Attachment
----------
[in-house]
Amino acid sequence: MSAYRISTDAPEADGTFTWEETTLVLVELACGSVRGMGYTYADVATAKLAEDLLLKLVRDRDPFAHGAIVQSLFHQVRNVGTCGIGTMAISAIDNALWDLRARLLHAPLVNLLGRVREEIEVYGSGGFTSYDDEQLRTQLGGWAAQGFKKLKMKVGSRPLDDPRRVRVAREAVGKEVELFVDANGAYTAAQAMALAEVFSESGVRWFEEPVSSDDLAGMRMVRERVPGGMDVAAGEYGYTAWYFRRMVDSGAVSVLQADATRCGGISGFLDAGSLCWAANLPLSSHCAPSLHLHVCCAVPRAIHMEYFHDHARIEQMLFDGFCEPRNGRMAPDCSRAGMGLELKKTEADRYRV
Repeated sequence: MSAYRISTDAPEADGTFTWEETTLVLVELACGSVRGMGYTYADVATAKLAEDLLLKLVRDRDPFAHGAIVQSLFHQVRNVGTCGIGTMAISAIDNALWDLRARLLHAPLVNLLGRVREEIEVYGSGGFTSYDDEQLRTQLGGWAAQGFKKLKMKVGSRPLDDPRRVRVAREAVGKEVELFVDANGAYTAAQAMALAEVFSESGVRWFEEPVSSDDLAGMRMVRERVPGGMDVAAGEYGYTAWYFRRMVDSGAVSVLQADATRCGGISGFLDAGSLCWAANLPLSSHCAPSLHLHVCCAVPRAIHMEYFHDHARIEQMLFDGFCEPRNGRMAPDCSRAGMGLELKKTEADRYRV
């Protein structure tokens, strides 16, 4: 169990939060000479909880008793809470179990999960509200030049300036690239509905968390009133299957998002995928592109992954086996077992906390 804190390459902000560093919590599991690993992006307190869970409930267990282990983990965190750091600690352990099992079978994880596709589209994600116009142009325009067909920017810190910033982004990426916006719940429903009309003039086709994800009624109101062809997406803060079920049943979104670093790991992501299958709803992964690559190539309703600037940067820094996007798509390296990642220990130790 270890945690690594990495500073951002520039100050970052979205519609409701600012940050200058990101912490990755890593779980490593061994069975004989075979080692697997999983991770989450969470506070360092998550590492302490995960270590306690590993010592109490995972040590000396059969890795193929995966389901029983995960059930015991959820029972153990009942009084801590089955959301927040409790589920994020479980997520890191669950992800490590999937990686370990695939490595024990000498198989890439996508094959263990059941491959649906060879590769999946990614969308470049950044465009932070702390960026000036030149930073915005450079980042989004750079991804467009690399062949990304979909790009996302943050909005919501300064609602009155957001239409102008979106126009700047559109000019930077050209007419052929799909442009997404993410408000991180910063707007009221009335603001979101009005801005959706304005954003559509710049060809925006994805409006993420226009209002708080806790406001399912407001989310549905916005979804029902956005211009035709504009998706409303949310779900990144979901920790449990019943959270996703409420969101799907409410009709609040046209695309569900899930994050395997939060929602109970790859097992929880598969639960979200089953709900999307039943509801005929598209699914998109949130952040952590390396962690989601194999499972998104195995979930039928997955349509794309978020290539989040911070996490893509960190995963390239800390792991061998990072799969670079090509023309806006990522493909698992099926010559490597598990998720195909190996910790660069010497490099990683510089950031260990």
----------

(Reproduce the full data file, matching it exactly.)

[in-house]
Amino acid sequence: MSAYRISTDAPEADGTFTWEETTLVLVELACGSVRGMGYTYADVATAKLAEDLLLKLVRDRDPFAHGAIVQSLFHQVRNVGTCGIGTMAISAIDNALWDLRARLLHAPLVNLLGRVREEIEVYGSGGFTSYDDEQLRTQLGGWAAQGFKKLKMKVGSRPLDDPRRVRVAREAVGKEVELFVDANGAYTAAQAMALAEVFSESGVRWFEEPVSSDDLAGMRMVRERVPGGMDVAAGEYGYTAWYFRRMVDSGAVSVLQADATRCGGISGFLDAGSLCWAANLPLSSHCAPSLHLHVCCAVPRAIHMEYFHDHARIEQMLFDGFCEPRNGRMAPDCSRAGMGLELKKTEADRYRV
Repeated sequence: MSAYRISTDAPEADGTFTWEETTLVLVELACGSVRGMGYTYADVATAKLAEDLLLKLVRDRDPFAHGAIVQSLFHQVRNVGTCGIGTMAISAIDNALWDLRARLLHAPLVNLLGRVREEIEVYGSGGFTSYDDEQLRTQLGGWAAQGFKKLKMKVGSRPLDDPRRVRVAREAVGKEVELFVDANGAYTAAQAMALAEVFSESGVRWFEEPVSSDDLAGMRMVRERVPGGMDVAAGEYGYTAWYFRRMVDSGAVSVLQADATRCGGISGFLDAGSLCWAANLPLSSHCAPSLHLHVCCAVPRAIHMEYFHDHARIEQMLFDGFCEPRNGRMAPDCSRAGMGLELKKTEADRYRV
């Protein structure tokens, strides 16, 4: 169990939060000479909880008793809470179990999960509200030049300036690239509905968390009133299957998002995928592109992954086996077992906390 804190390459902000560093919590599991690993992006307190869970409930267990282990983990965190750091600690352990099992079978994880596709589209994600116009142009325009067909920017810190910033982004990426916006719940429903009309003039086709994800009624109101062809997406803060079920049943979104670093790991992501299958709803992964690559190539309703600037940067820094996007798509390296990642220990130790 270890945690690594990495500073951002520039100050970052979205519609409701600012940050200058990101912490990755890593779980490593061994069975004989075979080692697997999983991770989450969470506070360092998550590492302490995960270590306690590993010592109490995972040590000396059969890795193929995966389901029983995960059930015991959820029972153990009942009084801590089955959301927040409790589920994020479980997520890191669950992800490590999937990686370990695939490595024990000498198989890439996508094959263990059941491959649906060879590769999946990614969308470049950044465009932070702390960026000036030149930073915005450079980042989004750079991804467009690399062949990304979909790009996302943050909005919501300064609602009155957001239409102008979106126009700047559109000019930077050209007419052929799909442009997404993410408000991180910063707007009221009335603001979101009005801005959706304005954003559509710049060809925006994805409006993420226009209002708080806790406001399912407001989310549905916005979804029902956005211009035709504009998706409303949310779900990144979901920790449990019943959270996703409420969101799907409410009709609040046209695309569900899930994050395997939060929602109970790859097992929880598969639960979200089953709900999307039943509801005929598209699914998109949130952040952590390396962690989601194999499972998104195995979930039928997955349509794309978020290539989040911070996490893509960190995963390239800390792991061998990072799969670079090509023309806006990522493909698992099926010559490597598990998720195909190996910790660069010497490099990683510089950031260990």